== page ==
Weird Houses of LA: Studio City

 

When you think of L.A., I’m willing to bet cash money that the Hollywood sign, Santa Monica, and the Sunset Strip would come to mind before a quiet little suburb…that just happens to be home to hordes of celebrities.  

That’s why I’d like to give a shout out for my very own L.A. neighborhood, Studio City.

While there are a handful of weird houses dotted around Studio City’s hills, my personal pick is this organic mosaic creation, found on flat land at 4233 Rhodes Avenue

Studio City is a collection of mini-neighborhoods that sprawl across the easternmost end of the San Fernando Valley. For a map of what the heck I’m talking about, click here.

Studio City’s history prior to the 1920s is largely that of a frontier town. To see what it looked like way back in the day, all dusty and isolated, visit the collection of antique photographs at local eatery Mexicali.  

In 1928, silent film industry legend Mack Sennett moved his Keystone Pictures Studio from the LA neighborhood of Echo Park to a 38-acre lot here. Within a year, he’d produced over 100 films with the greatest stars of that era:  W.C. Fields, Fatty Arbuckle,  Laurel & Hardy, Harold Lloyd, Sennett’s own Keystone Kops, and more.  Sennett’s credited with giving Charlie Chaplin and Gloria Swanson their first jobs in the movies, and giving Studio City its name.

Sadly, the Depression was unkind to Mack and by 1935 he was bankrupt. Keystone was shuffled a few times, eventually became B-movie house Republic, was purchased by CBS in 1962, and then housed Mary Tyler Moore’s MTM Enterprises until 1992. CBS bought back the lot, and today it’s known as the CBS Studio Center

This may explain why Studio City is chock full of stars.  

George Clooney keeps a beautiful bachelor pad with a huge basketball court just a few blocks from us (and many tax brackets away) in tony Fryman Canyon. Our de facto mayor is Ed Begley, Jr., whose entirely eco-friendly house is the subject of Living With Ed, a show on HGTV. Ed Asner, from The Mary Tyler Moore Show and Lou Grant, stayed on after MTM folded. 

You might also see the Fanning sisters, Jenna Fischer and Steve Carell of The Office, Disney’s blue-chip Zac Efron, snarkstress Kathy Griffin, and even, until all hell broke loose in her life last year, Britney Spears.  

But if pressed, we’d have to say that hands down, our favorite local celebrity is William Shatner.  

Sadly for us, though, none of these fine people live in anything close to a truly weird house. 

Thank goodness for 4233 Rhodes Avenue, which is both the creation and home of bodybuilding equipment designer and mosaic artist/sculptor Karl Johnson. In addition to tricking out his own domicile, Johnson has made over at least one other house, in nearby Sherman Oaks.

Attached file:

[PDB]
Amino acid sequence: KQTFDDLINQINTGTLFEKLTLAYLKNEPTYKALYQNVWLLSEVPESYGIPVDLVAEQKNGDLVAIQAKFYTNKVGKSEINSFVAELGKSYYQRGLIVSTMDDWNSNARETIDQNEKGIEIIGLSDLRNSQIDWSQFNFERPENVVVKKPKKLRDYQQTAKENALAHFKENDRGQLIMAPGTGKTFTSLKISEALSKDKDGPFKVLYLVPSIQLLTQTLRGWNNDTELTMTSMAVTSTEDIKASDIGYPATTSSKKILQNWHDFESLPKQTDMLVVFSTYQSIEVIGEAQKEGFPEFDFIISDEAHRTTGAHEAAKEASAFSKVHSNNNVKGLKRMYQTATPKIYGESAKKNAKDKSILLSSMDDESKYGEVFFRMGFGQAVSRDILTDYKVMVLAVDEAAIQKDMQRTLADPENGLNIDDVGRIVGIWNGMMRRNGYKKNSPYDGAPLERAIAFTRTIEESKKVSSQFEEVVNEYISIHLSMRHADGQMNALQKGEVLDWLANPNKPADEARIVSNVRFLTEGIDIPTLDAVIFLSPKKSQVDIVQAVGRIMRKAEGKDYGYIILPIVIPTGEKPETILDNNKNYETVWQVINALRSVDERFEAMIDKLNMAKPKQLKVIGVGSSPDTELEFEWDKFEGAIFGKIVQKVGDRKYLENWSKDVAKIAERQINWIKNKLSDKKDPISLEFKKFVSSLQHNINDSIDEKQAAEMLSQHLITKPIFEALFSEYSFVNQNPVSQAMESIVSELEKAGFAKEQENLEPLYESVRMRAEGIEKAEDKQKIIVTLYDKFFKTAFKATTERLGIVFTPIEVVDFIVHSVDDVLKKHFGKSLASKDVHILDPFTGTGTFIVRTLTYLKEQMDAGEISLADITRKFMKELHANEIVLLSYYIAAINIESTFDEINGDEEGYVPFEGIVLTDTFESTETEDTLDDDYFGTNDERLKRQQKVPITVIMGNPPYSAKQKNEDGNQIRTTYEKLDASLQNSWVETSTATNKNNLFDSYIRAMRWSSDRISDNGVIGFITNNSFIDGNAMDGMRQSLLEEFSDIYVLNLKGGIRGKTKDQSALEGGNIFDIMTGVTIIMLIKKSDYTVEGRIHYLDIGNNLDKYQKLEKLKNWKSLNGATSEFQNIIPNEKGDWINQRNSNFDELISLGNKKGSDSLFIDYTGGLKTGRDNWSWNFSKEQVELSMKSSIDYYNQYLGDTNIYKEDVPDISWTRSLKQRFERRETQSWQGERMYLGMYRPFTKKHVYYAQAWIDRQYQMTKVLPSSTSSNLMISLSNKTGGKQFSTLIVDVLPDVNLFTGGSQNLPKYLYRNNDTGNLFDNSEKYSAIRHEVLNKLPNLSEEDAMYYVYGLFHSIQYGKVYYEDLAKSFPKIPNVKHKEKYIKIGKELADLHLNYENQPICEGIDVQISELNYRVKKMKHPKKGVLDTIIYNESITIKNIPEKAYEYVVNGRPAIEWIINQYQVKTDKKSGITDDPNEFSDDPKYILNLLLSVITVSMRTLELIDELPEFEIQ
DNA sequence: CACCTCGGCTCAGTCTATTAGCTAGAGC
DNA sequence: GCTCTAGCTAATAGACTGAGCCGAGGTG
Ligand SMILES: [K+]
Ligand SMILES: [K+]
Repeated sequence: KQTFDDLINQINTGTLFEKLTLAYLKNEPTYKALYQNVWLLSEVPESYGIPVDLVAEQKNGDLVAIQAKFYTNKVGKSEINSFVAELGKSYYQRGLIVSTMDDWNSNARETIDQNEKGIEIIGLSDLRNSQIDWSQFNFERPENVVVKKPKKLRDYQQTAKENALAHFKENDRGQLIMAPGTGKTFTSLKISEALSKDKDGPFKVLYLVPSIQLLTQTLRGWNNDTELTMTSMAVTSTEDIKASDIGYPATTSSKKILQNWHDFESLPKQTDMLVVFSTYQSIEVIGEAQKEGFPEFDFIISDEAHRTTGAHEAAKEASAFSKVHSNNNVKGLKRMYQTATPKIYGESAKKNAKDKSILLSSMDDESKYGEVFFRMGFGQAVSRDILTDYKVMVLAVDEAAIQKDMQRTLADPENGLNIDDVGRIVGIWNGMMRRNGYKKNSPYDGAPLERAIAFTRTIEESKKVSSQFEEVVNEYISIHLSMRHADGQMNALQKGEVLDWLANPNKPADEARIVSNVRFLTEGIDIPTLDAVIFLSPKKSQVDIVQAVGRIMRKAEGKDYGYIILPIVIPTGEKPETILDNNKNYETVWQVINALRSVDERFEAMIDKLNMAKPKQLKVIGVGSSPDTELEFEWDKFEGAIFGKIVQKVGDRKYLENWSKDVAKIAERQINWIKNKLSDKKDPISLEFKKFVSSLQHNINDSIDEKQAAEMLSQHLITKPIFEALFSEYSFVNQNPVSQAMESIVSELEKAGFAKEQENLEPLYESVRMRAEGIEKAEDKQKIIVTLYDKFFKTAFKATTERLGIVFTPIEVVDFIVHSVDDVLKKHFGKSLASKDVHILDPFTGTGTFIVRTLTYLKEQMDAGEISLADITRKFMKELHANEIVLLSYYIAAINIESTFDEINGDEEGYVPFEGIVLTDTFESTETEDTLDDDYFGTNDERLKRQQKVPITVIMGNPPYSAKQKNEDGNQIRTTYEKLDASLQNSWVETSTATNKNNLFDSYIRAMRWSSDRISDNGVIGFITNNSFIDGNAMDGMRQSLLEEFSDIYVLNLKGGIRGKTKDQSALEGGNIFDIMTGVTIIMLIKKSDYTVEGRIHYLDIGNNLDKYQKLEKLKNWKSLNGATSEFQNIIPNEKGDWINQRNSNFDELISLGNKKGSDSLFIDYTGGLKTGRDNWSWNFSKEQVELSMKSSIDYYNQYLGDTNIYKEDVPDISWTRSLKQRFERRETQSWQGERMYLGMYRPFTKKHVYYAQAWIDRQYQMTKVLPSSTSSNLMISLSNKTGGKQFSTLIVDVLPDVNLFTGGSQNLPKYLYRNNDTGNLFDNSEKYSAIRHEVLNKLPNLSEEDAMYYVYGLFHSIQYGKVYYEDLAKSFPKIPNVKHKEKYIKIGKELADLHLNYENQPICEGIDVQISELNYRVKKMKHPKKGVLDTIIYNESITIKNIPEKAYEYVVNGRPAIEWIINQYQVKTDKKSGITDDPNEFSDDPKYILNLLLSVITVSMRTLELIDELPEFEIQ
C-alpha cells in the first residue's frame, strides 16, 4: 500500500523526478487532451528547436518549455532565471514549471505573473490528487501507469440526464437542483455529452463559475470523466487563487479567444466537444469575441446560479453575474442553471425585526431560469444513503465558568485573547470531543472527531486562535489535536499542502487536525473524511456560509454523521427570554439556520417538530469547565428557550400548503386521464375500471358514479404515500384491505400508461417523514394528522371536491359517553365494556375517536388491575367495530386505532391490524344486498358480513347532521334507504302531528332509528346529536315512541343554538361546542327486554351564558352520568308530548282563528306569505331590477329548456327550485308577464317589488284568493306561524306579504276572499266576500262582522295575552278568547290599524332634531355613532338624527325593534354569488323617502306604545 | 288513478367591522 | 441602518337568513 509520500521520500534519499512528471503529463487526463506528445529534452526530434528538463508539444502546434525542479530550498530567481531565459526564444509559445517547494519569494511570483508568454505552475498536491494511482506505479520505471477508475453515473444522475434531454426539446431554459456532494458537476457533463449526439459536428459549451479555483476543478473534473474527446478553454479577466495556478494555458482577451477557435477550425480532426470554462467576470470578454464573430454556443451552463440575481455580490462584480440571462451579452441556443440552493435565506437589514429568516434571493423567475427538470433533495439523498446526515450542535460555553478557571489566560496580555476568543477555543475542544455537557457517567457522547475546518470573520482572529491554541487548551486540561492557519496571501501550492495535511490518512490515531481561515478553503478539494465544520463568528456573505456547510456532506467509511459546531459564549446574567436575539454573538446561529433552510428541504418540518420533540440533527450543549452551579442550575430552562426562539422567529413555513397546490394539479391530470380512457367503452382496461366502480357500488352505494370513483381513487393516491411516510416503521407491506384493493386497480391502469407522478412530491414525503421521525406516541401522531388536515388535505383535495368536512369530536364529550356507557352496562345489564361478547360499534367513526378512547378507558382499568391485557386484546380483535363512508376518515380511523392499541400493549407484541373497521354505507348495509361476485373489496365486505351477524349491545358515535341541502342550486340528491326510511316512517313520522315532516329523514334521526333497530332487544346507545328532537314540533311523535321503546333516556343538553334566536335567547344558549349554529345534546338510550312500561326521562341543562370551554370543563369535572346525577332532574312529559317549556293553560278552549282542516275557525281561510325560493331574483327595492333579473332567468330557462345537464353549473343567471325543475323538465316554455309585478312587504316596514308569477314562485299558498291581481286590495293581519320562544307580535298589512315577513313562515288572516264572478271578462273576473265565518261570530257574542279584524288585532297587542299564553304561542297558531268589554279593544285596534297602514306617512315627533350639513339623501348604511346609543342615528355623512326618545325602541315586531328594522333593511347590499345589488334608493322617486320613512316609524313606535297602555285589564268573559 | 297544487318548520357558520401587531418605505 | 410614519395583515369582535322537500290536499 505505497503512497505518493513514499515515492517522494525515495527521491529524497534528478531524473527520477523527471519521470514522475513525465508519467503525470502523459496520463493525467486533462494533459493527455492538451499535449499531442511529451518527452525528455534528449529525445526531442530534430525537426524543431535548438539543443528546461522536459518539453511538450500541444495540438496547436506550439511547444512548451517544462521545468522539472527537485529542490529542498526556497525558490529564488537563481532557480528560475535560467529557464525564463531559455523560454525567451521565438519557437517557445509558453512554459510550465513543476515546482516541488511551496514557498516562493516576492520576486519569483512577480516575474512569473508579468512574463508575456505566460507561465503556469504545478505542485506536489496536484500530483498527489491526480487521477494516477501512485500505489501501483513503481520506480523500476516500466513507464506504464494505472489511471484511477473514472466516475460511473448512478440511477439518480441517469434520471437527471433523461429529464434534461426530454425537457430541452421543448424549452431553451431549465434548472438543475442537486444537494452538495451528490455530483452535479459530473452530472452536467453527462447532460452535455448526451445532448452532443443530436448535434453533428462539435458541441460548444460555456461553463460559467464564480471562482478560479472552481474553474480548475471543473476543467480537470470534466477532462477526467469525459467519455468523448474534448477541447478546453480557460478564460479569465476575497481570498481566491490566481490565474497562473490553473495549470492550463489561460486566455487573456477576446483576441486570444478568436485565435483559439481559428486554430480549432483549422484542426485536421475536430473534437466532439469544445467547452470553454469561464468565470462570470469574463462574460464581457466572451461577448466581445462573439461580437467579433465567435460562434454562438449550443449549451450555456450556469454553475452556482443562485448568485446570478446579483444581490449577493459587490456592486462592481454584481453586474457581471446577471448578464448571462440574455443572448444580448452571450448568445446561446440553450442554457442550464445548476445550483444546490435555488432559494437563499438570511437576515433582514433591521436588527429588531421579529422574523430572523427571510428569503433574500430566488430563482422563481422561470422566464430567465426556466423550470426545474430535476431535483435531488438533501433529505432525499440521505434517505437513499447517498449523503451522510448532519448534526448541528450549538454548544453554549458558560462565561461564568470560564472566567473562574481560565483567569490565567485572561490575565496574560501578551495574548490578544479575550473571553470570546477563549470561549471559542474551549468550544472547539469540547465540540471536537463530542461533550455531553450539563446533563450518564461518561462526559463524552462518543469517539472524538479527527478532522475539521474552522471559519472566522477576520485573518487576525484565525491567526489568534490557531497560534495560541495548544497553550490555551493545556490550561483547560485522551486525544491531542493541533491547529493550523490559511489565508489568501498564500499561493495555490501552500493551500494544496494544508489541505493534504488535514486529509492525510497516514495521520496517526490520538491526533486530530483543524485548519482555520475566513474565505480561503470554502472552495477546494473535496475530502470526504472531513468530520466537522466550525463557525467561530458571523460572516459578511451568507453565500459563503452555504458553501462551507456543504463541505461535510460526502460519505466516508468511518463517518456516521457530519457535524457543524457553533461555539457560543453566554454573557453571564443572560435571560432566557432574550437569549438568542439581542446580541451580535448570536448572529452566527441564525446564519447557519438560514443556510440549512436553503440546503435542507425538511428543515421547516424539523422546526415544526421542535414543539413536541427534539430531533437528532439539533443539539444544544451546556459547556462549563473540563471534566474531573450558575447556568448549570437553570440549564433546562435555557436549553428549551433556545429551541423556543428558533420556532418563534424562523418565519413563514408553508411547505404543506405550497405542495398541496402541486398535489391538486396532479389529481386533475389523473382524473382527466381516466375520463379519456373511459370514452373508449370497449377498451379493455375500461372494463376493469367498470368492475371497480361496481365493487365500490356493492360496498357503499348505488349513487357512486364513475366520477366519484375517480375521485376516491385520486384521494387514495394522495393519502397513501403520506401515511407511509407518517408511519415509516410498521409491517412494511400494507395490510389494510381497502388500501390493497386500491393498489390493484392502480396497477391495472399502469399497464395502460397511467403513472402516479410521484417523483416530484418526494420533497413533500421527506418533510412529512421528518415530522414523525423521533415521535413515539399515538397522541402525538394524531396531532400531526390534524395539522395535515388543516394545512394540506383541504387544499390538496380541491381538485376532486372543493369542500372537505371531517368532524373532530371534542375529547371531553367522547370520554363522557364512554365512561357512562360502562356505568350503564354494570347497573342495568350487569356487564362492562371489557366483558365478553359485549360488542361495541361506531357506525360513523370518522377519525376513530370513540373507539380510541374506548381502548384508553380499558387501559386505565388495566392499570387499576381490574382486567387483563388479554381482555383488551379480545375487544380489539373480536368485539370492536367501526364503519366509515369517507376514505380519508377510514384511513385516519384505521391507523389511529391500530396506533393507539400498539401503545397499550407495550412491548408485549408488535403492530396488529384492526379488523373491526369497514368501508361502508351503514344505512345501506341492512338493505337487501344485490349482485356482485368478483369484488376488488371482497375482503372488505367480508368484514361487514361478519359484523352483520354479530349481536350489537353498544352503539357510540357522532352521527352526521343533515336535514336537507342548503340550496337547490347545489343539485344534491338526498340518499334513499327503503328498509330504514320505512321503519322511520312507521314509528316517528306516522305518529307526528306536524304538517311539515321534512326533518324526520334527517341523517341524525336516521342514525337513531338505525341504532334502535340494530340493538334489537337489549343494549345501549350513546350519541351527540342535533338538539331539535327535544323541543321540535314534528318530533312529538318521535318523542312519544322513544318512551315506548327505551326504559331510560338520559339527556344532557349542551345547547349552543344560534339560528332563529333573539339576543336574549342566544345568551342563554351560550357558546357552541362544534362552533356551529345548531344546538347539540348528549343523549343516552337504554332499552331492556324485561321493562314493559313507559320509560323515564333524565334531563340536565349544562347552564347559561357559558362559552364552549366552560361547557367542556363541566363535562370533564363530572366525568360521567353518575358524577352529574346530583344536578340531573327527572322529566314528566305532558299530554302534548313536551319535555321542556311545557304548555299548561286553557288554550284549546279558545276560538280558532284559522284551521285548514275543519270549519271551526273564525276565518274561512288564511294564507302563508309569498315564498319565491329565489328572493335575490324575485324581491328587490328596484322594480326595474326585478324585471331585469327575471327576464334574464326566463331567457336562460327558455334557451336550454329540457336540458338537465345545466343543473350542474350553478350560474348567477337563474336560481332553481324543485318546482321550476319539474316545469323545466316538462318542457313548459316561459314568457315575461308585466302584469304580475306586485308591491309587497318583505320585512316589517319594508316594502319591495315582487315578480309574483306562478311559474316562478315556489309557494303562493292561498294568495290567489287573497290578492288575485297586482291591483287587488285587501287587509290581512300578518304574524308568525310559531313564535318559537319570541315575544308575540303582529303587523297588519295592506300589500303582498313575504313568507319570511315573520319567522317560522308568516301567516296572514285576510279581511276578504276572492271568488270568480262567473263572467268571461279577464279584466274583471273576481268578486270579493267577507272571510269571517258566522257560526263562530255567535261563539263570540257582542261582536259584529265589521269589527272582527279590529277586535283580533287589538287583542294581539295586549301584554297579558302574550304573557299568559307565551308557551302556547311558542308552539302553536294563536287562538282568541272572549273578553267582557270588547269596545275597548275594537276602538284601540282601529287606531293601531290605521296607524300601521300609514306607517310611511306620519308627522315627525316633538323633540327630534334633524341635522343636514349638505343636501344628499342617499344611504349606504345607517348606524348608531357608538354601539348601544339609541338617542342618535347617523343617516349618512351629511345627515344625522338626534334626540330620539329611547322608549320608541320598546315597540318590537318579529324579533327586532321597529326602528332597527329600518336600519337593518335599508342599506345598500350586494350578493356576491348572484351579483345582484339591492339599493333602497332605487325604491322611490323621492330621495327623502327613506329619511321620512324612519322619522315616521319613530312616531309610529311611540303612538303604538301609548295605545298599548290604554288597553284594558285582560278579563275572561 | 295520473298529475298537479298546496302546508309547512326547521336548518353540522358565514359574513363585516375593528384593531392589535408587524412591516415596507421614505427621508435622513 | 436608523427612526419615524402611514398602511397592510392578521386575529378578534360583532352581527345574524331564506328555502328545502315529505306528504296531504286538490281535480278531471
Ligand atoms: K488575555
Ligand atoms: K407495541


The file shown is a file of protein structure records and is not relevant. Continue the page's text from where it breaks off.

But because Johnson’s art has spilled out onto his own un-permitted front strip, he’s annoyed at least some of his neighbors;  this notice tells the hostile tale.

Art is, after all, subjective. Just because we find Johnson’s whimsical home a bizarre delight doesn’t mean we’d be just as thrilled to live next door to it.

George Clooney, though? That’s another story entirely.

*To see more photos of Studio City, click here.

Comments

  1. Hey Melanie –

    Cool story! I’m curious, whatever happened with this cool mosaic house? Did the cranky neighbors prevail? Personally, I’d take something interesting over the normal patch of grass/dog potty, but then again, I don’t live next to him…

  2. I’ll do my best to find out…it’s still there, so it sure looks like Johnson’s won the battle for now!

  3. I would prefer to live next to his house then some stuffy old look a like – remember the song Little Boxes? NO THANKS!

  4. You make a good point, Sierra! But then, Adam and I live next to a burned-out vacant lot…just about anything would be a marked improvement :).

  5. I know Karl Johnson actualy he is a cool super nice person and as well his wife, they live in an amazing pocket of studio city and if I had the money to buy the house next door I would;) it’s a real gem in the street people stop to rest in the shade there and take pictures kids are playing there and having fun and yes it’s better then a grass only in the street.

  6. Karls house looks great and he has at least 10 more beautiful art pieces displayed on Radford ave next to the Studio and across the bridge. I think they are the pieces that were in his driveway. Does anyone know Karls website?

  7. The mosaic house is still there. It’s wonderful.

  8. June Moore says:

    Karl Johnson passed away mid 2016 and most of the sculptures have been removed and the house is now scheduled for demolition.

  9. Oh, how awful…this was one of the most magical places in Studio City! I moved to Washington, DC in mid-2015, and had no idea — thank you for letting me know.

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